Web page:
Paul Holmes 15 Apr 2001 // 11:00PM GMT
WASHINGTON, D.C., April 13—Charles Bakaly, the former spokesman for independent counsel Kenneth Starr who was charged with criminal contempt over press leaks from Starr’s office, obviously hasn’t had his fill of controversy. Six months after being acquitted of all charges by a federal judge, Bakaly is joining crisis management specialist Sitrick & Company as head of its Washington office.
Bakaly says Sitrick offers “a good match. He pretty much owns the crisis management niche in Los Angeles and he wanted to find someone who could duplicate that expertise in Washington.” Bakaly will focus primarily on the litigation communications arena—as well as other areas where public relations and law firms work together such as mergers and acquisitions and bankruptcies—while the firm hires other staff to provide a more full service offering in Washington.
“My role has always been as an advocate, whether it’s in a court of law or in the court of public opinion,” Bakaly says. “Traditionally lawyers have been very uncomfortable dealing with the public component of a big case, and with more media attention being paid to cases, there’s often a disconnect between lawyers and public relations people. In those cases, I hope to be able to bridge the gap.”
At Sitrick, he should have plenty of opportunity to put his skills to the test. In recent years, the firm has worked for clients as diverse as Orange County, during its bankruptcy filing; Food Lion, in its suit against ABC’s PrimeTime Live; accused spy Wen Ho Lee; the real life Erin Brockovich, whose credibility was under attack by California utilities; and actress Halle Berry, after she was accused of leaving the scene of a traffic accident.
“In today’s world, it’s clear that the court of law and the court of public opinion must be dealt with simultaneously,” he says. “When I worked for Kenneth Starr my job was to try to explain the law to the media. I tried to be as objective as I could in explaining the independent counsel statute, the law as it pertained to perjury, how executive privilege worked. My approach was to explain the facts and let people come to their own conclusions.”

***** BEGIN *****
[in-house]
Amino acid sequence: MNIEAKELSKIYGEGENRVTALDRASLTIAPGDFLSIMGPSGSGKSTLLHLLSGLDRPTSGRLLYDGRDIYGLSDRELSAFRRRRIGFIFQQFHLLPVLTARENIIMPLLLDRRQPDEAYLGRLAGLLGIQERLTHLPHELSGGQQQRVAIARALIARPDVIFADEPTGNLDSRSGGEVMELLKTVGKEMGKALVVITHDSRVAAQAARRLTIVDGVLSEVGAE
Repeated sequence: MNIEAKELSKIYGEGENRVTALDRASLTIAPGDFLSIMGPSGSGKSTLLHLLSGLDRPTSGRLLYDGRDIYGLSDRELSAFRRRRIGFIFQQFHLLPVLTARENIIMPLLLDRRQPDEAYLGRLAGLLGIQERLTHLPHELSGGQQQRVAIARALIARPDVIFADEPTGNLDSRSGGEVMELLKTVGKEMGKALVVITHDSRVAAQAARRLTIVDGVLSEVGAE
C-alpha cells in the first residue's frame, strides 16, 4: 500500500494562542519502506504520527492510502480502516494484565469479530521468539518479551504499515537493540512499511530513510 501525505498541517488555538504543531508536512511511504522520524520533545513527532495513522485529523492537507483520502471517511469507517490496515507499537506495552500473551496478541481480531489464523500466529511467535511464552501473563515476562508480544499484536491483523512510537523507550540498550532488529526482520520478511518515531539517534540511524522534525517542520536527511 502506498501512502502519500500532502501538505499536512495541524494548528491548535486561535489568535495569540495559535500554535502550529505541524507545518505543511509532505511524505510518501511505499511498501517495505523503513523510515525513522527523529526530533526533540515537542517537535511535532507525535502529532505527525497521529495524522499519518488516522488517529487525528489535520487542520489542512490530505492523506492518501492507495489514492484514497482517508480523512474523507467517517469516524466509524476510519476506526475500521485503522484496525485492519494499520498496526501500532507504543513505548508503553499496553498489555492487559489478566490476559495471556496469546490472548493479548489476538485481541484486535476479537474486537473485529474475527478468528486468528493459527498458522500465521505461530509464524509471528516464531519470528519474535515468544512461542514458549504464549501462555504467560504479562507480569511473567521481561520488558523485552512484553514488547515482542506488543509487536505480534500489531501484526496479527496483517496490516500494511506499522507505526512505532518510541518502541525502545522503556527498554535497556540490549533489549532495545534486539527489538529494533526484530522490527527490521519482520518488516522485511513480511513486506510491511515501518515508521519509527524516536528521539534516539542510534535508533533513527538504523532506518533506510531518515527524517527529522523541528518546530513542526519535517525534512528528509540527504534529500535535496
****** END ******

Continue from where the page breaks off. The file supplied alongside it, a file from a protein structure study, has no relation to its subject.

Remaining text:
Says Sitrick & Company founder and president Mike Sitrick, “Charles’ experience and expertise should be of significant benefit to our clients—in litigation, crisis and government-related matters.”
Bakaly first made his name in Washington as an advance man in the Reagan White House. He was in charge of orchestrating Reagan’s 1984 walk through the American cemetery in France where more than 9,000 Americans killed in Normandy were buried. He became director of press advance, and then worked briefly as an aide to then-treasury secretary James Baker before returning to his law practice in California. He was working as a consultant to gaming operations before firing off his resume when he heard the independent counsel’s office was looking for senior staff.
Shortly after his appointment as a counselor to Starr—he told reporters he disliked being called a public relations person—Bakaly explained his role: “The White House is waging a campaign to spread misinformation, to discredit and delay the investigation of the President. My job is to correct the factual errors; to protect the integrity of the investigation.”
At the time, only 13 percent of respondents to a CBS poll had a favorable opinion of Starr, while 52 percent saw his investigation as part of a ideologically-motivated crusade to damage the president. Bakaly worked to improve the relationship between the independent counsel and the media—ending the impromptu press conferences that had led to so much controversy—to challenge White House delaying tactics, and to present Starr as a lawyer and legal scholar rather than as a partisan zealot.
But he soon found himself at the center of controversy over the way the investigation of the president was being conducted. Clinton’s lawyer, David Kendall, criticized what he calls “the new Bakaly prosecutorial public relations offensive.”
Bakaly resigned from the independent counsel’s office after an internal review of a press leaks prompted Starr to request a full Justice Department investigation. The review was triggered by a report in The New York Times, which said Starr had concluded President Clinton could legally be indicted while still in office. The report came at a sensitive time, because a federal judge was already investigating the independent counsel’s office over allegations that grand jury materials in the Monica Lewinsky case had been leaked to the press.
In July of last year, Bakaly was charged with criminal contempt, even though a federal appeals court ruled in September of 1999 that the information leaked to The New York Times was not protected grand jury material—meaning that the leak itself was legal. That led several observers, including The Wall Street Journal, to describe the case against Bakaly as “a prosecution too far, again,” and the Times to call it “ill-considered.”
In October 2000, Bakaly was found not guilty. Judge Norma Holloway Johnson said that although Bakaly misled colleagues about his role in the leaks, he had been more forthcoming with Federal Bureau of Investigation agents investigating the leak. Prosecutors had maintained that Bakaly lied in court papers initially filed with Judge Johnson, but he later admitted to FBI agents and investigators with the Office of the Independent Counsel that he spoke with the reporter of the article on several occasions before the story was published.